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Targeting Neuroplasticity to Improve Motor Recovery after Stroke

Norman, Sumner L. and Wolpaw, Jonathan R. and Reinkensmeyer, David J. (2020) Targeting Neuroplasticity to Improve Motor Recovery after Stroke. . (Unpublished)

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After neurological injury, people develop abnormal patterns of neural activity that limit motor recovery. Traditional rehabilitation, which concentrates on practicing impaired skills, is seldom fully effective. New targeted neuroplasticity (TNP) protocols interact with the CNS to induce beneficial plasticity in key sites and thereby enable wider beneficial plasticity. They can complement traditional therapy and enhance recovery. However, their development and validation is difficult because many different TNP protocols are conceivable, and evaluating even one of them is lengthy, laborious, and expensive. Computational models can address this problem by triaging numerous candidate protocols rapidly and effectively. Animal and human empirical testing can then concentrate on the most promising ones. Here we simulate a neural network of corticospinal neurons that control motoneurons eliciting unilateral finger extension. We use this network to (1) study the mechanisms and patterns of cortical reorganization after a stroke, and (2) identify and parameterize a TNP protocol that improves recovery of extension force. After a simulated stroke, standard training produced abnormal bilateral cortical activation and suboptimal force recovery. To enhance recovery, we interdigitated standard trials with trials in which the teaching signal came from a targeted population of sub-optimized neurons. Targeting neurons in secondary motor areas on 5-20% of the total trials restored lateralized cortical activation and improved recovery of extension force. The results illuminate mechanisms underlying suboptimal cortical activity post-stroke; they enable identification and parameterization of the most promising TNP protocols. By providing initial guidance, computational models could facilitate and accelerate realization of new therapies that improve motor recovery.

Item Type:Report or Paper (Discussion Paper)
Related URLs:
URLURL TypeDescription Paper
Norman, Sumner L.0000-0001-9945-697X
Wolpaw, Jonathan R.0000-0003-0805-1315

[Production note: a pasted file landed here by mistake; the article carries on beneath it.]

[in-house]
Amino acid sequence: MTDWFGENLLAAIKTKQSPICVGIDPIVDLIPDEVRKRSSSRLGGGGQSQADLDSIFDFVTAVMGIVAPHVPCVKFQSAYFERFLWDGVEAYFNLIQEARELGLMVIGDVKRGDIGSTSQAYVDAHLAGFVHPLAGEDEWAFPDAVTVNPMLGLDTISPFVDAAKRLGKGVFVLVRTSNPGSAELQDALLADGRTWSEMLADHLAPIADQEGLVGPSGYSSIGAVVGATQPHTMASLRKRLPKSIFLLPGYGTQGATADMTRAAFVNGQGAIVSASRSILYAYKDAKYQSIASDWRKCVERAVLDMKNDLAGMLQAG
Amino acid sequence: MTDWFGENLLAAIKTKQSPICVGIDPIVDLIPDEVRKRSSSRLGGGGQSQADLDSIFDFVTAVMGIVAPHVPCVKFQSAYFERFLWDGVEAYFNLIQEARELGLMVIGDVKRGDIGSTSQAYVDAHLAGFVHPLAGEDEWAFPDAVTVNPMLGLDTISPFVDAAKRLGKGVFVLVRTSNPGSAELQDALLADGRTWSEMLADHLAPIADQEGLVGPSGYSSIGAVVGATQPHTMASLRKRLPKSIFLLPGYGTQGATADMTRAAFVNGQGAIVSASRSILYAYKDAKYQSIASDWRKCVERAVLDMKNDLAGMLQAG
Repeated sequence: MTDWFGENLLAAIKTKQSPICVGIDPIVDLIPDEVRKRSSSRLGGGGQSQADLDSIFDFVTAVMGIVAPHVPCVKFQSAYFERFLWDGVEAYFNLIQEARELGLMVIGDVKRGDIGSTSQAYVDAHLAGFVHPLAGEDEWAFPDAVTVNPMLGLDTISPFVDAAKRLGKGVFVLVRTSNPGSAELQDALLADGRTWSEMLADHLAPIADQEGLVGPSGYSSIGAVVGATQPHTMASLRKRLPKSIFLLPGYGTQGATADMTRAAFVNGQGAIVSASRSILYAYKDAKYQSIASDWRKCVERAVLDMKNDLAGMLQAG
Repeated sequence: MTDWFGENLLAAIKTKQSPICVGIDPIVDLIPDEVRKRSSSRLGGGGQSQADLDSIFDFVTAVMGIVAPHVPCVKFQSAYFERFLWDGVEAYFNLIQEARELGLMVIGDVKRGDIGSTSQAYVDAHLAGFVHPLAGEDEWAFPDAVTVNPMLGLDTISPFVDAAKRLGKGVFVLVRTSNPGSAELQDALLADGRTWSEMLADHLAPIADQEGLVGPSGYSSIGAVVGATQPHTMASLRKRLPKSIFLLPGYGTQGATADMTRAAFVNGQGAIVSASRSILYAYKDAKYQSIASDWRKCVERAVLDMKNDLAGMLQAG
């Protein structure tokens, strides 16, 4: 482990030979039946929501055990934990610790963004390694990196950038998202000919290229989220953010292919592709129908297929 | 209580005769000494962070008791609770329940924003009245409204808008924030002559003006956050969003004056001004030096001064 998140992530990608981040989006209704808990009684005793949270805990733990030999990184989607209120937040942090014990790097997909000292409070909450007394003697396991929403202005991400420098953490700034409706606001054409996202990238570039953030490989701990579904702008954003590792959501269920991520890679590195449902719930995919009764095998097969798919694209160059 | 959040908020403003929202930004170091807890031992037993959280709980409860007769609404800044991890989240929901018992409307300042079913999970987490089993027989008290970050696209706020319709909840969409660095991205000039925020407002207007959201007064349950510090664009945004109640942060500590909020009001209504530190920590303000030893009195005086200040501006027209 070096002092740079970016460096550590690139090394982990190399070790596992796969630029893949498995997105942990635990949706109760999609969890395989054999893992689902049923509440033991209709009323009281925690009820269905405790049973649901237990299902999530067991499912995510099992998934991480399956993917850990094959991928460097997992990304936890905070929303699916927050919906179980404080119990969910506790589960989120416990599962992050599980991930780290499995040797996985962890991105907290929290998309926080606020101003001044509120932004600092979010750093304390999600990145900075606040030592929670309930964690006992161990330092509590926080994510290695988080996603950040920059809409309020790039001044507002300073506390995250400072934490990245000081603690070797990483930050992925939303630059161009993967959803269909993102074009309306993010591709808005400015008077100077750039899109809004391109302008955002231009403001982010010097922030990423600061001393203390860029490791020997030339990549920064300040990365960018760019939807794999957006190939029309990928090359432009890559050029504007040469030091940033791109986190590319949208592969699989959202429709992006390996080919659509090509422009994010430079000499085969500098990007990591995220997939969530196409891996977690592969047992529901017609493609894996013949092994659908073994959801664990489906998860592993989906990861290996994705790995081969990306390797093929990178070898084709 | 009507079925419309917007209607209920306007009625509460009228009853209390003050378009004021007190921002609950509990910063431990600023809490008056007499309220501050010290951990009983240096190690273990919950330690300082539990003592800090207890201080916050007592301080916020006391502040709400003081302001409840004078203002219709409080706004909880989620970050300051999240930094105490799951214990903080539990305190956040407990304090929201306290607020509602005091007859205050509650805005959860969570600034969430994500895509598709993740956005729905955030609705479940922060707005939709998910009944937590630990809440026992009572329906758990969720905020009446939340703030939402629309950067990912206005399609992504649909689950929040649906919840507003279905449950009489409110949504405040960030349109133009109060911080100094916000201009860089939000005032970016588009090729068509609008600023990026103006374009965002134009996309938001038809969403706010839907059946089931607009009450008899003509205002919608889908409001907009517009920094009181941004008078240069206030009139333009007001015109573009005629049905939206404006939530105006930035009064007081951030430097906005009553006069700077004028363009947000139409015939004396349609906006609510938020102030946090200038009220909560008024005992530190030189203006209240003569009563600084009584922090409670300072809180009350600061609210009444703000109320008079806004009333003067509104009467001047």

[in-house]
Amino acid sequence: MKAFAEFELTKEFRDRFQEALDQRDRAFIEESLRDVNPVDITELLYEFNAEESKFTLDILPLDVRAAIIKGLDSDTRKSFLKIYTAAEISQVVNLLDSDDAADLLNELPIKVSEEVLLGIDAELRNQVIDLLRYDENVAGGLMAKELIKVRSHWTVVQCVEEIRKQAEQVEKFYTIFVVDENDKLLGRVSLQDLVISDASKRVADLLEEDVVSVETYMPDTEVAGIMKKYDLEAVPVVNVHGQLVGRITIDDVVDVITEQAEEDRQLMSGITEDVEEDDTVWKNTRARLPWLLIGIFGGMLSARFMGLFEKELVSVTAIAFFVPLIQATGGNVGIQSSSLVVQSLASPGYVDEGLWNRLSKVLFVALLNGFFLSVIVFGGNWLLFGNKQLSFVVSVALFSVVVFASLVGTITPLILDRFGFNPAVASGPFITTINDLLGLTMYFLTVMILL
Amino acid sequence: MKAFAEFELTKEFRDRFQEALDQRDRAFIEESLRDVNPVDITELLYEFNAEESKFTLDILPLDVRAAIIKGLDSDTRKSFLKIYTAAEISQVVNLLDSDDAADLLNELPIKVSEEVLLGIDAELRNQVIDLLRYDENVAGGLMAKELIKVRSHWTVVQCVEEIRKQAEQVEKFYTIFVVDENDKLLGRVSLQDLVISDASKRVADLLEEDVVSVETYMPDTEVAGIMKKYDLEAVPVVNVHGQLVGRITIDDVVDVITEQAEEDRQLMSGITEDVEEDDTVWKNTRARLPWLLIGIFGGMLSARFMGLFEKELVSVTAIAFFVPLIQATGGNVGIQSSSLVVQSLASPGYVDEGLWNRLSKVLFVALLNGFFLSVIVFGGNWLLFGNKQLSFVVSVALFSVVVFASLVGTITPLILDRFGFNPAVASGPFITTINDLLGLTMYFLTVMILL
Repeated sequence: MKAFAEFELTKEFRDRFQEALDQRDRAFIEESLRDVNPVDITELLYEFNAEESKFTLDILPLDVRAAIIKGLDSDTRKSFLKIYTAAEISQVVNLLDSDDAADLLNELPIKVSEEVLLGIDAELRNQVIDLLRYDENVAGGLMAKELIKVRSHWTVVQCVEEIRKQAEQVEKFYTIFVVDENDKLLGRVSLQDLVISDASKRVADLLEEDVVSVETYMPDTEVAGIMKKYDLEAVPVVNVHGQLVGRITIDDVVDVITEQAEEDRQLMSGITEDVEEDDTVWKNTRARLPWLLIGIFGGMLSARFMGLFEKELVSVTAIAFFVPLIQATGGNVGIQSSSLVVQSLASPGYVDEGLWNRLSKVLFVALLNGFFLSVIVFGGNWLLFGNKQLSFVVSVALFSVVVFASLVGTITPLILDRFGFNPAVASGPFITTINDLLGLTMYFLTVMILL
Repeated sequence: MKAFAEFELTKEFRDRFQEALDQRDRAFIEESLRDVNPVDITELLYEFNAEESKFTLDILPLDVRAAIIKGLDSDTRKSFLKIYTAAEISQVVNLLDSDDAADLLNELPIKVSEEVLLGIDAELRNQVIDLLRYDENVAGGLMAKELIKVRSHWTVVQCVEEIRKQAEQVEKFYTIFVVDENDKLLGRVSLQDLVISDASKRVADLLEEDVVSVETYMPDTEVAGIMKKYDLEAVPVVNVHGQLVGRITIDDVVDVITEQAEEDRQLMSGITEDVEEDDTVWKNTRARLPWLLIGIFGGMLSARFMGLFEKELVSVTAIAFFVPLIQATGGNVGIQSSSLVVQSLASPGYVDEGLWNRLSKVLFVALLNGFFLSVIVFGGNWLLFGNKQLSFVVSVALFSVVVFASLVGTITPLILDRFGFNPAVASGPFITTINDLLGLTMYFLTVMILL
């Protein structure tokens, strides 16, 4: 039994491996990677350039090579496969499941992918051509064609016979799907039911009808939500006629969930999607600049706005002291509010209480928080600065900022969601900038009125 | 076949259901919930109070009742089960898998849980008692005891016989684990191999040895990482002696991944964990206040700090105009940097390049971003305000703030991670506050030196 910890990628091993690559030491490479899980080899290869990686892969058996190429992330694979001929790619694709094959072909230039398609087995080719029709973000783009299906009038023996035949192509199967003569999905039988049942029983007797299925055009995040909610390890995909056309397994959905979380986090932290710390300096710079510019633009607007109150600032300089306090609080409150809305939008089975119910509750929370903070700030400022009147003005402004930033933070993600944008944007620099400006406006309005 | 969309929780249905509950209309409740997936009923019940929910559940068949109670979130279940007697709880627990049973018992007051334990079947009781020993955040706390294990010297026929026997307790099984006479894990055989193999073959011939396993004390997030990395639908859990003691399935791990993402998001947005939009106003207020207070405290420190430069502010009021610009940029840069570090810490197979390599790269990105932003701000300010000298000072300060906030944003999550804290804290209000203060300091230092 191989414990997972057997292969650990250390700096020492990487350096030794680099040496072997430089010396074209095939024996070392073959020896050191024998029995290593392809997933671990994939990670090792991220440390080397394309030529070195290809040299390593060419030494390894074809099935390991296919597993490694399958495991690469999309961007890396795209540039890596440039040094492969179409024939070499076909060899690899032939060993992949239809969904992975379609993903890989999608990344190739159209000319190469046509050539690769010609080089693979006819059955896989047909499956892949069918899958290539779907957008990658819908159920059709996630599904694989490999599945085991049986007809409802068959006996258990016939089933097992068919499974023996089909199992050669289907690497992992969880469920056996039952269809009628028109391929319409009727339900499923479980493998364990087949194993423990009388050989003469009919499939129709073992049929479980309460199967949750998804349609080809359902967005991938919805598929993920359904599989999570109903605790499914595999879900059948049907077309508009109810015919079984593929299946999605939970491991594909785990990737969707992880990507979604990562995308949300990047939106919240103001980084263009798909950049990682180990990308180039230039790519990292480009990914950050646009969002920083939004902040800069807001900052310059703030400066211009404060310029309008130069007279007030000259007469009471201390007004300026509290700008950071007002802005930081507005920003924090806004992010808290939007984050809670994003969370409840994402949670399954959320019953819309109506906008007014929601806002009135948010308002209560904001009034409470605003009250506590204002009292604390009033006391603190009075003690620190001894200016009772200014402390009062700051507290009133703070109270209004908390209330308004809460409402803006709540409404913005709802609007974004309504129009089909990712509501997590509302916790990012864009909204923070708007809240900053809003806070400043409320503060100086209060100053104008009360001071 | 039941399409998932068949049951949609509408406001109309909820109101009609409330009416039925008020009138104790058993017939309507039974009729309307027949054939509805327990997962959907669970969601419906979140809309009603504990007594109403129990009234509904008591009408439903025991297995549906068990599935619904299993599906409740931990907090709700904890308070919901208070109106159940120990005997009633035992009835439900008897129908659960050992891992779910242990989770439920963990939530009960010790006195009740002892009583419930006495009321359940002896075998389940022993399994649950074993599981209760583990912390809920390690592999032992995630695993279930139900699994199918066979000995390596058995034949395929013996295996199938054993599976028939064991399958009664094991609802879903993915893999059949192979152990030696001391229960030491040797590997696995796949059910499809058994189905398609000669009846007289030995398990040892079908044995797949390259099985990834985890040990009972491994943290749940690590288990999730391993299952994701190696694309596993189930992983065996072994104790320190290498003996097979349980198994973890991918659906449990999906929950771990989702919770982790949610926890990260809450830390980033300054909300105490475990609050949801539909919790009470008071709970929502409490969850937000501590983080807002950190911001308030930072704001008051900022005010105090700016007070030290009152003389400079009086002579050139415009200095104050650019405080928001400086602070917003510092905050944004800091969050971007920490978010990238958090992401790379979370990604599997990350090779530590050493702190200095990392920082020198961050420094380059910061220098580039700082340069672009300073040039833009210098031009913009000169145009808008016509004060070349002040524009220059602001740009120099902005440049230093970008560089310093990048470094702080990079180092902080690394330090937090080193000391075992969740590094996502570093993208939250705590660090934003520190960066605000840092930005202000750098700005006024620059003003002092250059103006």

Reinkensmeyer, David J.0000-0002-3196-8706
Additional Information:The copyright holder for this preprint is the author/funder, who has granted bioRxiv a license to display the preprint in perpetuity. We thank Dr. Peter Brunner for valuable comments on an earlier version of this manuscript. The National Center for Adaptive Neurotechnologies (NCAN) is a Biomedical Technology Resource Center (BTRC) of the National Institute of Biomedical Imaging and Bioengineering (NIBIB) of the National Institutes of Health (NIH). Dr. Wolpaw’s research is supported by NIBIB/NIH Grant P41 EB018783-06, NINDS/NIH Grant R01 NS110577, VA Merit Award 5I01CX001812, and New York State Spinal Cord Injury Research Board (SCIRB) Grants C32236GG and DOH01-C33279GG-3450000. The authors declare no competing interests. Data availability. URL will be made available at time of publication. The authors have declared no competing interest.
Funding AgencyGrant Number
NIHP41 EB018783-06
NIHR01 NS110577
Veterans Administration5I01CX001812
New York State Spinal Cord Injury Research BoardC32236GG
New York State Spinal Cord Injury Research BoardDOH01-C33279GG-3450000
Subject Keywords:Stroke, Motor Control, Operant Conditioning, Reinforcement Learning, Activity-Dependent Plasticity, Rehabilitation
Record Number:CaltechAUTHORS:20200911-133136049
Persistent URL:
Official Citation:Targeting Neuroplasticity to Improve Motor Recovery after Stroke Sumner L. Norman, Jonathan R. Wolpaw, David J. Reinkensmeyer bioRxiv 2020.09.09.284620; doi:
Usage Policy:No commercial reproduction, distribution, display or performance rights in this work are provided.
ID Code:105341
Deposited By: George Porter
Deposited On:14 Sep 2020 14:28
Last Modified:16 Nov 2021 18:42

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